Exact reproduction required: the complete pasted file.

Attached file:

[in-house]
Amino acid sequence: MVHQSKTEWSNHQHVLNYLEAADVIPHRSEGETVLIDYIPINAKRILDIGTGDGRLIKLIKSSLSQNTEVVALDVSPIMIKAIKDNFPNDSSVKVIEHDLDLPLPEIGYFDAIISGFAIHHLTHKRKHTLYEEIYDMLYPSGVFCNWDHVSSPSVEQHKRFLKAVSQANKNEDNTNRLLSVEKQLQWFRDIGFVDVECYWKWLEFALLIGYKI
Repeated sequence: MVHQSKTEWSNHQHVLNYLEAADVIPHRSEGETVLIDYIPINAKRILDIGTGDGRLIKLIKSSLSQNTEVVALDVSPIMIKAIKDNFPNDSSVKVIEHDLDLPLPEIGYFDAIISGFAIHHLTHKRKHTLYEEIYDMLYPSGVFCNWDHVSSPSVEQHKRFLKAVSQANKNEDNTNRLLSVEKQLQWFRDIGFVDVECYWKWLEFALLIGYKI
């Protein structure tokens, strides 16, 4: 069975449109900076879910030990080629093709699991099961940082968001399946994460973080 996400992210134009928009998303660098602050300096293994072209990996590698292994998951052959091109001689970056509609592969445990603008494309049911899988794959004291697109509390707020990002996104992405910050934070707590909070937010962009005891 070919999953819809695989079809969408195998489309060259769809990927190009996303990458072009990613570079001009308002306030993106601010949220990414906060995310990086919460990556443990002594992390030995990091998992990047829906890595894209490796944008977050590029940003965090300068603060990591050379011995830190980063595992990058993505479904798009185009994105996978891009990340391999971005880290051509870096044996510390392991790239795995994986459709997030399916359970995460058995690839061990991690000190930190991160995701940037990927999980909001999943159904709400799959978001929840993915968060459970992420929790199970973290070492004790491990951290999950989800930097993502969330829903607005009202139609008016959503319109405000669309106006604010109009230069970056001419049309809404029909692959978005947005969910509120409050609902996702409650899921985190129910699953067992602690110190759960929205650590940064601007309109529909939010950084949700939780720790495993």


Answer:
[in-house]
Amino acid sequence: MVHQSKTEWSNHQHVLNYLEAADVIPHRSEGETVLIDYIPINAKRILDIGTGDGRLIKLIKSSLSQNTEVVALDVSPIMIKAIKDNFPNDSSVKVIEHDLDLPLPEIGYFDAIISGFAIHHLTHKRKHTLYEEIYDMLYPSGVFCNWDHVSSPSVEQHKRFLKAVSQANKNEDNTNRLLSVEKQLQWFRDIGFVDVECYWKWLEFALLIGYKI
Repeated sequence: MVHQSKTEWSNHQHVLNYLEAADVIPHRSEGETVLIDYIPINAKRILDIGTGDGRLIKLIKSSLSQNTEVVALDVSPIMIKAIKDNFPNDSSVKVIEHDLDLPLPEIGYFDAIISGFAIHHLTHKRKHTLYEEIYDMLYPSGVFCNWDHVSSPSVEQHKRFLKAVSQANKNEDNTNRLLSVEKQLQWFRDIGFVDVECYWKWLEFALLIGYKI
């Protein structure tokens, strides 16, 4: 069975449109900076879910030990080629093709699991099961940082968001399946994460973080 996400992210134009928009998303660098602050300096293994072209990996590698292994998951052959091109001689970056509609592969445990603008494309049911899988794959004291697109509390707020990002996104992405910050934070707590909070937010962009005891 070919999953819809695989079809969408195998489309060259769809990927190009996303990458072009990613570079001009308002306030993106601010949220990414906060995310990086919460990556443990002594992390030995990091998992990047829906890595894209490796944008977050590029940003965090300068603060990591050379011995830190980063595992990058993505479904798009185009994105996978891009990340391999971005880290051509870096044996510390392991790239795995994986459709997030399916359970995460058995690839061990991690000190930190991160995701940037990927999980909001999943159904709400799959978001929840993915968060459970992420929790199970973290070492004790491990951290999950989800930097993502969330829903607005009202139609008016959503319109405000669309106006604010109009230069970056001419049309809404029909692959978005947005969910509120409050609902996702409650899921985190129910699953067992602690110190759960929205650590940064601007309109529909939010950084949700939780720790495993």